Narrative film does on occasion make attempts to question the right of the state: there are political films that show the state doing wrong, but often these will be produced after any actual wrong has been recognised and addressed, so that there is a consensus regarding the truth and the morality of the film that can be agreed by the audience.
When nation states are in contention, what can be labelled and identified as propaganda narratives will be produced: these films, that put the harmful actions of the state into a context of good action will dominate. In most films narrative fiction steps away from actuality so that there can be a clear morality, and this is not clouded by moral ambiguity through moral or historical scrutiny.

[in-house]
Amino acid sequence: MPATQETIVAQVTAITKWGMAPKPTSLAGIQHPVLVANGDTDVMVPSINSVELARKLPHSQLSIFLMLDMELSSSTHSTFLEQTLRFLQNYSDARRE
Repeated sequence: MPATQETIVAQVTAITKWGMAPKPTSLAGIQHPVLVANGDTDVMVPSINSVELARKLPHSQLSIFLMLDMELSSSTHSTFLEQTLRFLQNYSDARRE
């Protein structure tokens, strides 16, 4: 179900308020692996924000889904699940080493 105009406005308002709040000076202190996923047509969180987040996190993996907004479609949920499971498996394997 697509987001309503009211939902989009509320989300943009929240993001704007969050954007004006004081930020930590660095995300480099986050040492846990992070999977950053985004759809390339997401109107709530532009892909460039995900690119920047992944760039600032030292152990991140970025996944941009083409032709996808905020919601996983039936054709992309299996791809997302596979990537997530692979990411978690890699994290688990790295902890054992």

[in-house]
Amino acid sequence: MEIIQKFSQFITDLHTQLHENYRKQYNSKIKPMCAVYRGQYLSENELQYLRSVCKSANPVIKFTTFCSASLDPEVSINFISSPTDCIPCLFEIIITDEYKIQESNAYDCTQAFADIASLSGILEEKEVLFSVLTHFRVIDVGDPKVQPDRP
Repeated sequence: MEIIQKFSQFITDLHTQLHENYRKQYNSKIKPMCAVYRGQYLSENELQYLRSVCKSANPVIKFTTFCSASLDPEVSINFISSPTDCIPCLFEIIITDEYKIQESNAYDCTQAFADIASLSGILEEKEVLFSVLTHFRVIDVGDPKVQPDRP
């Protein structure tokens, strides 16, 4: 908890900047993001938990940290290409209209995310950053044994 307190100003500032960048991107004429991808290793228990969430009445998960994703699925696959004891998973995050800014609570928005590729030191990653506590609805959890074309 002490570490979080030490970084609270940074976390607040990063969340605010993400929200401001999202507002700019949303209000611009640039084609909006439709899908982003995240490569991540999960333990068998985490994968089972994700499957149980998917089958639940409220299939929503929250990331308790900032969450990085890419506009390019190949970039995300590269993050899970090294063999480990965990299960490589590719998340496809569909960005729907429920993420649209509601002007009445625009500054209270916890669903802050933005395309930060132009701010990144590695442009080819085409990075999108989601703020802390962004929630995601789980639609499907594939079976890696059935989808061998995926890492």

So, given the ubiquity of good and evil in narrative fiction, can narrative filmmakers operate outside of a moral dualism? It is possible to present a moral absolutism where all acts of harm are evil, but this prevents the formulation of a morality where harm can be done as an action of goodness, so moral absolutism is not promulgated. It is possible to be immoral, amoral, and offer moral relativism in narrative, but these approaches are still linked to moral dualism and judged from this perspective. There are cultures that are not structured through moral dualism, but if a person is raised within a dualist society it is difficult and unlikely that they can abandon an understanding of things that they know to be true: that there is good and evil, right and wrong. Also, moral dualism does structure a society so that it will be obedient, so that it can protect and defend itself without moral doubt: this lack of doubt is a social power, offering the right to take action, to claim do good when doing harm. Moral dualism is simplistic but this framework for understanding and judging the world has been supported and sustained Western societies for two millennium and is due to continue. Neo-Platonism is the dominant form of morality, who morality is enacted in democratic states, and Manicheanism is the fantasy of morality that is still offered because societies are not inherently fair.